The top 10 jurisdictions in order are Hong Kong, Switzerland, New Zealand, Ireland, Denmark, Canada (ranked 6th), United Kingdom (6th), Australia (6th), Finland (9th), and the Netherlands (10th).
Among European countries, the most human freedom was observed in Switzerland, Ireland, the United Kingdom, Finland, and the Netherlands. On the other end, the least freedom enjoy citizens or Macedonia, Serbia, Moldova, Ukraine, and Russia.
The Human Freedom Index (HFI) is the most comprehensive measure of freedom ever created for a large number of countries around the globe, ranking 159 countries based on 79 indicators of personal, civil, and economic freedom in the following areas: Rule of Law; Security and Safety; Movement; Religion; Association, Assembly, and Civil Society; Expression; Relationships; Size of Government; Legal System and Property Rights; Access to Sound Money; Freedom to Trade Internationally; Regulation of Credit, Labor, and Business. The Human Freedom Index 2016 is using data from 2008 to 2014, the most recent year for which sufficient data is available.
The index is co-published by the U.S.-based Cato Institute, the Fraser Institute in Canada, and the Liberales Institut at the Friedrich Naumann Foundation for Freedom in Germany.
The authors of the study—Ian Vasquez, Director of the Cato Institute’s Center for Global Liberty and Prosperity, and Tanja Porcnik, President of the Visio Institute based in Slovenia and a Cato Institute adjunct scholar—also measure the rule of law, which they consider “an essential condition of freedom that protects the individual from coercion.”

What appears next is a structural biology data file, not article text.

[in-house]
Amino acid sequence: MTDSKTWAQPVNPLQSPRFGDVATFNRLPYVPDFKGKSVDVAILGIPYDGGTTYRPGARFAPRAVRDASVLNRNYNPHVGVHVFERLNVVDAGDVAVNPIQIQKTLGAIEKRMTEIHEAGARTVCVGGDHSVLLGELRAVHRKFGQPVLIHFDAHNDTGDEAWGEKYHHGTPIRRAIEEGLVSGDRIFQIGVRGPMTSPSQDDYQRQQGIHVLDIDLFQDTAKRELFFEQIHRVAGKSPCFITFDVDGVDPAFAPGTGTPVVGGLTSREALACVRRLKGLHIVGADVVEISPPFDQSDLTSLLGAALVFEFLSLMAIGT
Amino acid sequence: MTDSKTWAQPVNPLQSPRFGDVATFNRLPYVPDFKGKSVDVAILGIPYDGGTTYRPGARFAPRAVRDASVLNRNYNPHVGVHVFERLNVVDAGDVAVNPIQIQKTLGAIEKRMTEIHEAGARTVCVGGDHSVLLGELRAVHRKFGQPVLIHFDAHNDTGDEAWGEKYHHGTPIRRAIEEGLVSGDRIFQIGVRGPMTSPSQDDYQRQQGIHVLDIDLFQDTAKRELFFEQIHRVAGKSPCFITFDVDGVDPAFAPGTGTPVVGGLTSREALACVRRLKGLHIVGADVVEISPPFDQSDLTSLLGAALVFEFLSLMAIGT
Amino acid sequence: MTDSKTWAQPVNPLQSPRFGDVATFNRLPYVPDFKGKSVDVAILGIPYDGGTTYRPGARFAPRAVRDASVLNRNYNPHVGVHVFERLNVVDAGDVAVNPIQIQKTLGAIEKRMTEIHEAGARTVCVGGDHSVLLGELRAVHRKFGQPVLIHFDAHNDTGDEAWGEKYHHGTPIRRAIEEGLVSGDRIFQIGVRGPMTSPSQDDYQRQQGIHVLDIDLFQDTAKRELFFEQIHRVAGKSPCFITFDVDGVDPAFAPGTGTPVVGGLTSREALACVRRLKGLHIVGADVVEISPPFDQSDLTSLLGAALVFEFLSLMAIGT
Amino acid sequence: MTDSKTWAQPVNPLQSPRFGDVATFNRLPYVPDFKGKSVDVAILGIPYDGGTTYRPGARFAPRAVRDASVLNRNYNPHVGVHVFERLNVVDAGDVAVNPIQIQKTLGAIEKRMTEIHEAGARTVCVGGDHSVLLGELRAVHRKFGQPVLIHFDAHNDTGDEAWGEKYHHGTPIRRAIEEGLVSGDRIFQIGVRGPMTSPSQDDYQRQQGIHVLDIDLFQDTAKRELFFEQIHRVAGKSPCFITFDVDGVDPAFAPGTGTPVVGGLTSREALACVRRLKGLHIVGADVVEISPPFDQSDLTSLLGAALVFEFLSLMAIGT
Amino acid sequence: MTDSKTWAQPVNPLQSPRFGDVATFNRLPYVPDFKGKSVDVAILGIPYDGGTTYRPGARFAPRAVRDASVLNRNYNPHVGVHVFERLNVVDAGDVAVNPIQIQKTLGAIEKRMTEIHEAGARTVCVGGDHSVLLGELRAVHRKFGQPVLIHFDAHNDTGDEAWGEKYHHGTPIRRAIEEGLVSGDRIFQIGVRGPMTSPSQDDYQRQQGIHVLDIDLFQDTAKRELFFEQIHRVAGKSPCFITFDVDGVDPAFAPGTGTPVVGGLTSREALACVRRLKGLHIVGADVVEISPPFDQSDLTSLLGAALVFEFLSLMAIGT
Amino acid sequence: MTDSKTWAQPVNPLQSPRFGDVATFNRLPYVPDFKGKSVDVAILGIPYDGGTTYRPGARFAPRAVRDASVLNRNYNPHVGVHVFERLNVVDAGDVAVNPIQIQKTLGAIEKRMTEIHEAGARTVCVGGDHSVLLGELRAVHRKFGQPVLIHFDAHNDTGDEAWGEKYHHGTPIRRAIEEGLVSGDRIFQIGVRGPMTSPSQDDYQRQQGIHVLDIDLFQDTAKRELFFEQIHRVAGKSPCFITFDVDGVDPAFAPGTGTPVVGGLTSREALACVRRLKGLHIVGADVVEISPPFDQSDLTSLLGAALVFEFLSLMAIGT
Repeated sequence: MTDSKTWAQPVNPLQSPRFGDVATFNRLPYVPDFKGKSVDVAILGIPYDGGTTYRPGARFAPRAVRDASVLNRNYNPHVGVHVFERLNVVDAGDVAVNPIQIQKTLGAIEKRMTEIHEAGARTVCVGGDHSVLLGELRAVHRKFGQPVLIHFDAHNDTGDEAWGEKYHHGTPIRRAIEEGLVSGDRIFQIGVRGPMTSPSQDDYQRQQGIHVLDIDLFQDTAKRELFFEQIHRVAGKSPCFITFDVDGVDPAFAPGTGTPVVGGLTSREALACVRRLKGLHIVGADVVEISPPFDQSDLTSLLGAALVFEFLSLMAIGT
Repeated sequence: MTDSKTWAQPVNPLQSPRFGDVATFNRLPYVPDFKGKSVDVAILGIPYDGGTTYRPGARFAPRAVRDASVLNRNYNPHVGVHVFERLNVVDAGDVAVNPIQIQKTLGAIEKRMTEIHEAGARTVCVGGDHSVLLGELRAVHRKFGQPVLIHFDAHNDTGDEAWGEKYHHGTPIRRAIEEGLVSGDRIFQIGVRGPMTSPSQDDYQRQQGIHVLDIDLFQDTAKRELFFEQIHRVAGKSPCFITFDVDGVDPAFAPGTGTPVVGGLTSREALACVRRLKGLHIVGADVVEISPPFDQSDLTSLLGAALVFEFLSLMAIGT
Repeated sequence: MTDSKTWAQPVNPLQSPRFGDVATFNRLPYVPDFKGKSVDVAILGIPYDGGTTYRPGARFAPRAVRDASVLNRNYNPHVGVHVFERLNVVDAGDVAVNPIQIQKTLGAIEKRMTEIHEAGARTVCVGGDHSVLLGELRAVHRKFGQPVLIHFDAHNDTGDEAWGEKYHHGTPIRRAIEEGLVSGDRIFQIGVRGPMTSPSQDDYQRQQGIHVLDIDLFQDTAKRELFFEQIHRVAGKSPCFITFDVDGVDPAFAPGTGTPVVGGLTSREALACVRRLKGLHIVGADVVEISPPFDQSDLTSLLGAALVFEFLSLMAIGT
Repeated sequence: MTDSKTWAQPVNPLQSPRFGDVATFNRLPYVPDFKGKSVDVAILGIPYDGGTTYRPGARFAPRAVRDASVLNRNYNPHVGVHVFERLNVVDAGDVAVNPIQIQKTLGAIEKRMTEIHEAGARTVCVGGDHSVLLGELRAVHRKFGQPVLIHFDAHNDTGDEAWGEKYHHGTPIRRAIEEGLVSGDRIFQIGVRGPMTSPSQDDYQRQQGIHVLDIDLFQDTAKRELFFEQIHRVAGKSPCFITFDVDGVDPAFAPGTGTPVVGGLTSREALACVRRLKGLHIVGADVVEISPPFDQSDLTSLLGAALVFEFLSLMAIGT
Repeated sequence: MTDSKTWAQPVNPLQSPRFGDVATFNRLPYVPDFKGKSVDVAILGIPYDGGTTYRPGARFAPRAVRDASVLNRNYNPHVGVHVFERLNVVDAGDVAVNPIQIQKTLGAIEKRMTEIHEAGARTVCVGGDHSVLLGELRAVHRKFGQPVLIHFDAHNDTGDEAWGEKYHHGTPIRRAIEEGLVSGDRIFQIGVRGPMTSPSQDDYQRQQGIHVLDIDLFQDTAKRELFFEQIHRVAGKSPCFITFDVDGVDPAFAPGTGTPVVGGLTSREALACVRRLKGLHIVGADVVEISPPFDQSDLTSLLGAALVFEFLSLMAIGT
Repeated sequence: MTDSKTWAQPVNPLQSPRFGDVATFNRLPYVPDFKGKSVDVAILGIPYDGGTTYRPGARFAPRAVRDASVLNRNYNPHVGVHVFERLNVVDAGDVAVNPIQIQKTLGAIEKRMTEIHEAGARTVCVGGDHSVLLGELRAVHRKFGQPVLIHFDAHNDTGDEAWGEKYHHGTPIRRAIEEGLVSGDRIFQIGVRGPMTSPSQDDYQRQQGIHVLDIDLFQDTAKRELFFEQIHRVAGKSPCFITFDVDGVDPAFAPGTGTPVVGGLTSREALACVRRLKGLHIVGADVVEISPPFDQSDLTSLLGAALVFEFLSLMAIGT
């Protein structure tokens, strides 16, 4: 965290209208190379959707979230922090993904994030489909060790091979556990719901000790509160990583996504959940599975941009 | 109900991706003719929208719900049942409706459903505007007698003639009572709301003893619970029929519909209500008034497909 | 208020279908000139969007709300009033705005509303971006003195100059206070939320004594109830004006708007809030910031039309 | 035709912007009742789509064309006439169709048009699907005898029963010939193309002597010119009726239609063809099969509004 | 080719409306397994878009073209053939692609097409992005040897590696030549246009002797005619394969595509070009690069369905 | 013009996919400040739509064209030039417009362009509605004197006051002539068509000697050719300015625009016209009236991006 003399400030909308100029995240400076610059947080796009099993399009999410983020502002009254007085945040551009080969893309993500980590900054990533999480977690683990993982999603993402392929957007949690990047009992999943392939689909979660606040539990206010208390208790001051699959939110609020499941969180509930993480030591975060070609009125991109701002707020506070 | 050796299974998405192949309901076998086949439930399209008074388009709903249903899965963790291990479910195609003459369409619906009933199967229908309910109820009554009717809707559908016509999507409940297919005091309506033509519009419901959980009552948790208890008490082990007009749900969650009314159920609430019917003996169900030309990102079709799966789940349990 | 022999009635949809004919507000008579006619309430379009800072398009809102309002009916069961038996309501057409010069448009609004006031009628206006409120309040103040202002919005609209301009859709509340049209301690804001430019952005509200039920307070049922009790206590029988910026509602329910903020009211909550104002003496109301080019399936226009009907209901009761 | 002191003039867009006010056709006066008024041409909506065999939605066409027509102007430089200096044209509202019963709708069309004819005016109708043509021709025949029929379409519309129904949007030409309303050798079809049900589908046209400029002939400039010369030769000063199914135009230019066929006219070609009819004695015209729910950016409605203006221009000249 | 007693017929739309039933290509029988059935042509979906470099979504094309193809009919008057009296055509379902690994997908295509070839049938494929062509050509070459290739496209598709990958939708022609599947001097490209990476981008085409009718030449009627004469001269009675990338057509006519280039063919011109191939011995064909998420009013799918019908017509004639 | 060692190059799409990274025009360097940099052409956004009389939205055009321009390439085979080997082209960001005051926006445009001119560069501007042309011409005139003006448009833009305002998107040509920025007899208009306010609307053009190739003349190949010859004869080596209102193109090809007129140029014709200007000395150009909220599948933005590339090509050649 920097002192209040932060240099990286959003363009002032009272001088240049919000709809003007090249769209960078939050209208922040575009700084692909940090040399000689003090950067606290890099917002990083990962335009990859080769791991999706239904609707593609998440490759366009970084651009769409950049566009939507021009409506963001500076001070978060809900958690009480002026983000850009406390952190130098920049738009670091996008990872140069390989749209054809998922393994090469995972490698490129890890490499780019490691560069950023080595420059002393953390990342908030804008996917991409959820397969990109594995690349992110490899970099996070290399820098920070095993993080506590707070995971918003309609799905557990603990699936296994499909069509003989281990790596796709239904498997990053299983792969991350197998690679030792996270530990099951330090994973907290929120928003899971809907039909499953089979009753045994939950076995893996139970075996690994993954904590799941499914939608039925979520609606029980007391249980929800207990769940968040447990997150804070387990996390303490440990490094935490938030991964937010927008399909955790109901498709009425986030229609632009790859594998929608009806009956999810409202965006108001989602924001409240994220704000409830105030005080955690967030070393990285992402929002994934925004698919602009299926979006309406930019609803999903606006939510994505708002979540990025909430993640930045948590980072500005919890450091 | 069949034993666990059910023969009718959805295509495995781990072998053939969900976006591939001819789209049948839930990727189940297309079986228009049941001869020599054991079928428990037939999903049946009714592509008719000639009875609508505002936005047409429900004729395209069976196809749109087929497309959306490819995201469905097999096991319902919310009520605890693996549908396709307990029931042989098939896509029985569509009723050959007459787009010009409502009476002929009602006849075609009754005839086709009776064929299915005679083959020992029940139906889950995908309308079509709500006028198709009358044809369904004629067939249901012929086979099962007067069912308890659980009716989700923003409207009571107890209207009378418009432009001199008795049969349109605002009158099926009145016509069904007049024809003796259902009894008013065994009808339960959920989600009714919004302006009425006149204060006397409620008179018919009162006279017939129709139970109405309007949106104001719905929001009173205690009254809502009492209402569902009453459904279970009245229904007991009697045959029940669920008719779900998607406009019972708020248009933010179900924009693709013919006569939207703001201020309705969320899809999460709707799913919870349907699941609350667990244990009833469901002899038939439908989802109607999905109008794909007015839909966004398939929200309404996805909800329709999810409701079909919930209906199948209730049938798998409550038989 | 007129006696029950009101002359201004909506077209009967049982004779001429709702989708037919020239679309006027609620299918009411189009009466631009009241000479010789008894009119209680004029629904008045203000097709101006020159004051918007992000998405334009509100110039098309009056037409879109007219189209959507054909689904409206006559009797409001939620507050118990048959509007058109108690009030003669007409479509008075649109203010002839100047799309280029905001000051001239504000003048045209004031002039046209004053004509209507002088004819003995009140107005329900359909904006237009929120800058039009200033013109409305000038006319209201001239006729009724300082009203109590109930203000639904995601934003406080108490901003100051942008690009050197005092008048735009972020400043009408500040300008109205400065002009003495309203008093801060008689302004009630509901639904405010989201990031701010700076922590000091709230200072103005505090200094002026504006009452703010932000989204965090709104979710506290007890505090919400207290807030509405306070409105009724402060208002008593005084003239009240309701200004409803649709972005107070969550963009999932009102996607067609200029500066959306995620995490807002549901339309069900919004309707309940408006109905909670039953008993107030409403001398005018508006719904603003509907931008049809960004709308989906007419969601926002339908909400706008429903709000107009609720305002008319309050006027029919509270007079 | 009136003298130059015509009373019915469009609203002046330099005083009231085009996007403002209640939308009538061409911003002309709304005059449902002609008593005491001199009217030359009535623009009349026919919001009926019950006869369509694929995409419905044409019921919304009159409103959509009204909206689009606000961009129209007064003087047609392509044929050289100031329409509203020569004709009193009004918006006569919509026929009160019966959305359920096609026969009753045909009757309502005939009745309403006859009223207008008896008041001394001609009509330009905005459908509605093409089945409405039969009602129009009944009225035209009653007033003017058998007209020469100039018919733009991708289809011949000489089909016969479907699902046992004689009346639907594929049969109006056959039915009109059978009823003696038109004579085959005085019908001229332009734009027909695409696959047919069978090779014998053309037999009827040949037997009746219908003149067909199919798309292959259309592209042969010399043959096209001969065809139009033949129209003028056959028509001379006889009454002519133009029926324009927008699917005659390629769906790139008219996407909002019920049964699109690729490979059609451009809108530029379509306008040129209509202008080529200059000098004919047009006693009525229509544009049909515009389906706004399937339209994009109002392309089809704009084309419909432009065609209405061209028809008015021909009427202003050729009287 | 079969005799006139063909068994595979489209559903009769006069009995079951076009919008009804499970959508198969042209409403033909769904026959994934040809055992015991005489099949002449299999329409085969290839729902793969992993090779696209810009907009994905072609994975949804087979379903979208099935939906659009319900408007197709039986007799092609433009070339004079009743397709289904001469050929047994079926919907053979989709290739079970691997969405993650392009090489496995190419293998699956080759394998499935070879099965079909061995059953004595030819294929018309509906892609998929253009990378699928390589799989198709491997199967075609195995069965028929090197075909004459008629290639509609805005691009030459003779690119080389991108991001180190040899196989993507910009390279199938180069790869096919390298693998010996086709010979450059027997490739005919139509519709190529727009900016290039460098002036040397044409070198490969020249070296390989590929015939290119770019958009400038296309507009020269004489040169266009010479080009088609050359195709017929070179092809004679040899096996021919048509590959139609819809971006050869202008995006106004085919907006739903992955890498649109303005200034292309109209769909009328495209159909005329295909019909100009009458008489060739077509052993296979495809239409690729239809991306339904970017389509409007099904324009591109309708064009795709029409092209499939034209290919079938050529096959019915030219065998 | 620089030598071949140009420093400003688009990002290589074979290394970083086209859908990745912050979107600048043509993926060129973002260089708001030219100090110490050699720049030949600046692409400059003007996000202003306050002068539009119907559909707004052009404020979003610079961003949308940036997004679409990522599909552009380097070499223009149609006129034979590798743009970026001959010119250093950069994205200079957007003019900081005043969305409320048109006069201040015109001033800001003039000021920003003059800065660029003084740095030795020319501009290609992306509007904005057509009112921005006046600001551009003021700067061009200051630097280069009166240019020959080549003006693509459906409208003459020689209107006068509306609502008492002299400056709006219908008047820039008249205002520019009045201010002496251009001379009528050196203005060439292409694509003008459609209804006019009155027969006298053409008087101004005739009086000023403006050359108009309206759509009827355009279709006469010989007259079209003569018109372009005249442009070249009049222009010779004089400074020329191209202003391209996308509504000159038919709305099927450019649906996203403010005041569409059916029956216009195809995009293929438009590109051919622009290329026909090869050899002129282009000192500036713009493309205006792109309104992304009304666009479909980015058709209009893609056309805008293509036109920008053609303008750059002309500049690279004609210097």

“The countries of Central Europe and the Baltics are moving apart from the rest of the Eastern Europe,” said Tanja Porcnik. “Out of 17 regions globally, it is the second-most improved in the index since 2013, with Slovenia contributing the most to the increase in human freedom. By contrast, Eastern Europe saw the second-most deterioration in human freedom, with Ukraine falling 27 places in the index. That country saw the most significant drop in human freedom in the region due largely to the military conflicts in eastern Ukraine and Crimea, which worsened the safety and security of Ukrainians and of journalists covering those conflicts,” said Porcnik.
“As nationalism, authoritarianism, and populism strengthen in many countries around the world, it is becoming more important than ever to measure human freedom and the central role it plays in human progress,” said Vasquez. “The declining performance of the United States, once considered the bastion of liberty, is worrisome. We should all be concerned with the impact on liberty of the war on terror, the war on drugs, and the decline in the rule of law and economic liberty in the United States.”
The Human Freedom Index 2016 (REPORT & DATA) are available at www.cato.org/human-freedom-index